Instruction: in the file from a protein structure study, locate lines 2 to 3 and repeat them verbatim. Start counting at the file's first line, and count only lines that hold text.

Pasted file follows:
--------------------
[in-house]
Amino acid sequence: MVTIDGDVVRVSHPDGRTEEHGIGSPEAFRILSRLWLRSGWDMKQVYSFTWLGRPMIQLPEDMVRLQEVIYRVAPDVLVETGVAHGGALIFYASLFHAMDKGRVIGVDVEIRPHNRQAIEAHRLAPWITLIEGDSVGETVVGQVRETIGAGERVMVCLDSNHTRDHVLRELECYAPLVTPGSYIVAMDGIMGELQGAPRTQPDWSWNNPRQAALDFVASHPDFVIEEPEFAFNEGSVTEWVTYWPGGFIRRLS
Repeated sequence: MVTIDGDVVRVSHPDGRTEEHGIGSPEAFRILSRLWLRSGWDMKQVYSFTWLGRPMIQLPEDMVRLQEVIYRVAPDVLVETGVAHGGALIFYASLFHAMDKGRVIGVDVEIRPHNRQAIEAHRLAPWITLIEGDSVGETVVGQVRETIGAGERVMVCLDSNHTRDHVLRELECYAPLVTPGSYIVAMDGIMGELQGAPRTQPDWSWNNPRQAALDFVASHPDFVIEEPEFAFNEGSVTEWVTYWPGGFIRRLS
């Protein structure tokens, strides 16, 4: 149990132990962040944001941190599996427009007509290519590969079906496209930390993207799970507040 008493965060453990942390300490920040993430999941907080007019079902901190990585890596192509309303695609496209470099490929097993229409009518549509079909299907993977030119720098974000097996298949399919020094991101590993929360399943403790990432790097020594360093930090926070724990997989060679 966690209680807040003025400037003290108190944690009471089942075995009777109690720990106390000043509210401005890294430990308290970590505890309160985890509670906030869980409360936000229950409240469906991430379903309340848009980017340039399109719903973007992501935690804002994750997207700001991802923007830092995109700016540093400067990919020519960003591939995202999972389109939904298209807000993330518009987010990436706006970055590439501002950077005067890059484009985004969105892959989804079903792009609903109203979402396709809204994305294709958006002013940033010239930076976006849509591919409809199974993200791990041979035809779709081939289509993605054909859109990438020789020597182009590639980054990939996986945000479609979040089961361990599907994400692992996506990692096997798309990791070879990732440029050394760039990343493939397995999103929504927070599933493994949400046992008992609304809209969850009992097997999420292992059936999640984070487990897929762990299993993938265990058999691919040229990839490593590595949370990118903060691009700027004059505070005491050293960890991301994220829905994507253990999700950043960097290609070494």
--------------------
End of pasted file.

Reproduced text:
Amino acid sequence: MVTIDGDVVRVSHPDGRTEEHGIGSPEAFRILSRLWLRSGWDMKQVYSFTWLGRPMIQLPEDMVRLQEVIYRVAPDVLVETGVAHGGALIFYASLFHAMDKGRVIGVDVEIRPHNRQAIEAHRLAPWITLIEGDSVGETVVGQVRETIGAGERVMVCLDSNHTRDHVLRELECYAPLVTPGSYIVAMDGIMGELQGAPRTQPDWSWNNPRQAALDFVASHPDFVIEEPEFAFNEGSVTEWVTYWPGGFIRRLS
Repeated sequence: MVTIDGDVVRVSHPDGRTEEHGIGSPEAFRILSRLWLRSGWDMKQVYSFTWLGRPMIQLPEDMVRLQEVIYRVAPDVLVETGVAHGGALIFYASLFHAMDKGRVIGVDVEIRPHNRQAIEAHRLAPWITLIEGDSVGETVVGQVRETIGAGERVMVCLDSNHTRDHVLRELECYAPLVTPGSYIVAMDGIMGELQGAPRTQPDWSWNNPRQAALDFVASHPDFVIEEPEFAFNEGSVTEWVTYWPGGFIRRLS